to the growth of a business through the fusion of
    marketing, public relations, promotion, and
    special events.
  • (C. Caywood, 1997)

12
  • Ties a company and its products to a cause
    (Ptacek Salazar, 1997)
  • Dramatic way to build brand equity (Mullen, 1997)
  • Can generate long-term value need for a company
    to survive and achieve competitive advantage
    (Collins, 1993)
  • Results in growing market shares and customer
    loyalty (Stewart, 1998)

13
  • Can help firms stay in tune with mood of public
    (Duncan Moriarty, 1997)
  • If price and quality are equal, customers likely
    to switch to brand with cause related marketing
    benefit (RS Worldwide, 19931996)
  • Positive effect on reputation through fulfilling
    stakeholders expectations for firms to be
    socially responsible (Fombrun, 1996)

14
  • Good way to solve social problems (Ptacek
    Salazar, 1997)
  • Consumers have more positive image of firms that
    do something to make the world a better place

15
Benefits of Cause Marketing
  • Creates more positive corporate culture (today
    every business is a people business)
  • 5-10 response can be extremely profitable -- not
    everyone has to be moved for it to be successful
  • A small added value can differentiate most brands

16
Forms
  • Charitable giving
  • Red Cross, Redd Barna
  • Direct sponsorships
  • The arts, special projects, community
    initiatives, fund raising
  • Issues advocacy
  • Violence, discrimination, children workers,
    pollution

17
Norway
  • Maxbo Fund
  • Storebrand -- Red Cross
  • Tine -- Litago
  • Farris -- Red Cross
  • Stabekk Fotball -- environment
  • Vålerenga -- Mot Racism
  • McDonalds
  • Canon Norge -- WWF

18
Organizational Strategy (Mission statement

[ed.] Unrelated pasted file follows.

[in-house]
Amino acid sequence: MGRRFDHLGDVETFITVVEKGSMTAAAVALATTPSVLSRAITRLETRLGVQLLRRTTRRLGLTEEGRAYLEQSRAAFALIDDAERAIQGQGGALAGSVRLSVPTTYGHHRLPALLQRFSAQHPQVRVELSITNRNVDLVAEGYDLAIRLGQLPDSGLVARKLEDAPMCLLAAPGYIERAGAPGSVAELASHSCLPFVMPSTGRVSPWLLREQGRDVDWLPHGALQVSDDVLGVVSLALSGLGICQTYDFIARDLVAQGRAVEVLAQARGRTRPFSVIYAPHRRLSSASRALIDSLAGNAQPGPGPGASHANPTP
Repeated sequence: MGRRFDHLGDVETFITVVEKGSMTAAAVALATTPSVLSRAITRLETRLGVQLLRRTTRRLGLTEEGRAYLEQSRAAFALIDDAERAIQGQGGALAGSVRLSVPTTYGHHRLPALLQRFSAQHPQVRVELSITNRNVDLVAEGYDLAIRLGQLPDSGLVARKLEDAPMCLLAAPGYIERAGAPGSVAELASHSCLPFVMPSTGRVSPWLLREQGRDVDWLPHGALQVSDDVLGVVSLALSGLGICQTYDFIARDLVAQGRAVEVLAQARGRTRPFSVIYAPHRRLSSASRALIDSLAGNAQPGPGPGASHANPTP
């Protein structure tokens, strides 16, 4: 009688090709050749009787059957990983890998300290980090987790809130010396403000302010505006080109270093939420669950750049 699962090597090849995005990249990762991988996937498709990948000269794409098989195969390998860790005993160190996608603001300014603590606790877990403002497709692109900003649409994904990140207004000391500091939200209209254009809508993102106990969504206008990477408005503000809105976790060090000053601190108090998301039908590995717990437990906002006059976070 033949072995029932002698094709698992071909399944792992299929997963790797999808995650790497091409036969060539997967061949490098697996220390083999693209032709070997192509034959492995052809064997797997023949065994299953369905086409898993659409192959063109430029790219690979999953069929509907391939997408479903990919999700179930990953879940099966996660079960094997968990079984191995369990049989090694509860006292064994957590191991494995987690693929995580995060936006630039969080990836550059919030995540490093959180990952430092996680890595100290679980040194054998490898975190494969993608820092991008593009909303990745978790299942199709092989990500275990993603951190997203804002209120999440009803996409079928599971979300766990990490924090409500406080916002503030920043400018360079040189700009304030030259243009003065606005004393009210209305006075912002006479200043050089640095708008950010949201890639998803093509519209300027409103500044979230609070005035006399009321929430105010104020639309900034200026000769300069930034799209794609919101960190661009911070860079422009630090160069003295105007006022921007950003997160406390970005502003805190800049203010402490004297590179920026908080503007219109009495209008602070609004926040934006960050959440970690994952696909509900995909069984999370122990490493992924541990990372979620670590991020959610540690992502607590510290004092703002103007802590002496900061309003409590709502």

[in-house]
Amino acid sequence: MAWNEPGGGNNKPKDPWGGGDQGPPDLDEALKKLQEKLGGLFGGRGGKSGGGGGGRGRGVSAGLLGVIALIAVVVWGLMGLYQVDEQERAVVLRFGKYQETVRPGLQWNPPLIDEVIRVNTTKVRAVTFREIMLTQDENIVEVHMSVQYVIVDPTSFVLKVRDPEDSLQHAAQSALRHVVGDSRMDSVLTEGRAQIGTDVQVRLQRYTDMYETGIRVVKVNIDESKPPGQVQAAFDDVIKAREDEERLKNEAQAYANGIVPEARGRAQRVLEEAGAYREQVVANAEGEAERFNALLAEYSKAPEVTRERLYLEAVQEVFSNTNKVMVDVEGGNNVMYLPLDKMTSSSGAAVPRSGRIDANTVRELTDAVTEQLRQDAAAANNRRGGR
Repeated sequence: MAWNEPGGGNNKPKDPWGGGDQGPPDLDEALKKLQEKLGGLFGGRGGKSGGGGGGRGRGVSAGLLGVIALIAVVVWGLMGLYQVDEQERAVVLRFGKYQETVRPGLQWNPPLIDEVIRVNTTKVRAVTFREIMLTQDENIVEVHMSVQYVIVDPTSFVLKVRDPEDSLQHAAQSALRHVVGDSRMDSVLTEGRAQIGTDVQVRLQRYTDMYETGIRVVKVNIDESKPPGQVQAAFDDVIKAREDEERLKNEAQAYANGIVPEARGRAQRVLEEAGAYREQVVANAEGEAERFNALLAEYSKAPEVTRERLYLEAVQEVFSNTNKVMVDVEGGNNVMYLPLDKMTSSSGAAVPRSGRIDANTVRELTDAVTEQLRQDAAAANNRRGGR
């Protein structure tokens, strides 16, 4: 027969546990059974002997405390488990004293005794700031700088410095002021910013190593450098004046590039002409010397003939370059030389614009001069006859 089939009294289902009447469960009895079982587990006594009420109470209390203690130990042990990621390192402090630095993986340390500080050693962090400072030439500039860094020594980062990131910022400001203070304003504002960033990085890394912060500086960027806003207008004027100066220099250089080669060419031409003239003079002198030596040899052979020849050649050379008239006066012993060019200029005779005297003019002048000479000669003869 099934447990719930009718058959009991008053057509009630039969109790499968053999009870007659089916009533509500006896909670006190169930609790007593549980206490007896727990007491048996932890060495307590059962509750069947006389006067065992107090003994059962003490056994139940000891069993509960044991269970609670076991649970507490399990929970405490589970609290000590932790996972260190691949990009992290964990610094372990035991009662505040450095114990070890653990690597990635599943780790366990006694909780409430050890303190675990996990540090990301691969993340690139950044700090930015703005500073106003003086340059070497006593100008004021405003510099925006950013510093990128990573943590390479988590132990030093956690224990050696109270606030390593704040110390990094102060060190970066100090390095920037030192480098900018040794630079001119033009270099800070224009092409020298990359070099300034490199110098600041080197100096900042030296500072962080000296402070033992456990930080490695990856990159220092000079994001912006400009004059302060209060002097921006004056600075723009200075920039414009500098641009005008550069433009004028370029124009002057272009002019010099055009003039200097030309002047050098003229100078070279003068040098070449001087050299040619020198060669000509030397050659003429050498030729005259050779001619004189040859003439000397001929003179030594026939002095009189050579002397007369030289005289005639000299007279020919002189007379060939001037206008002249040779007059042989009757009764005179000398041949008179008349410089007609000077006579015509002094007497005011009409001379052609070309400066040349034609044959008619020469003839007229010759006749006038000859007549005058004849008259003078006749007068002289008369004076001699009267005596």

reflecting corporate position on social
responsibility)
Corporate Social Responsibility
Strategy (Strategy to carry out social
responsibility)
CSR Communication Strategy (Strategy for
communicating organizations position on social
responsiblity)
Marketing Communication
Management Communication
Organizational Communication
19
Key Questions Regarding Sponsorship
  • Is there a fit between the activity and the brand
    or corporate positioning?
  • Is the sponsorship sufficiently distinctive?
  • Are there other sponsors associated with the
    event?
  • Does the activity have an existing identity or
    does one need to be created?
  • Can the sponsorship be undermined by competitors,
    for example by buying perimeter boards, signage
    or other activities such as hospitality to
    associate themselves with the event?

20
Key questions
  • Who are the audiences for the event -- both live
    and in terms of the expected media coverage?
  • What exploitation opportunities exist?
  • Is there synergy with the current advertising
    platform or other marketing communications
    activity?

21
Sponsorship Type
Sector DK Ger. NL S. Afr. Swe. Switz. UK USA
Sports 60 56 69 67
58 56 67 Arts 87
15 20 7 17 24
16 6 Brdcst. 13 15
8 7 7 16
20 Others 10 16
17 9 3 8
27 Broadcast not included
Source ESOMAR Newsbrief no. 4, April 1999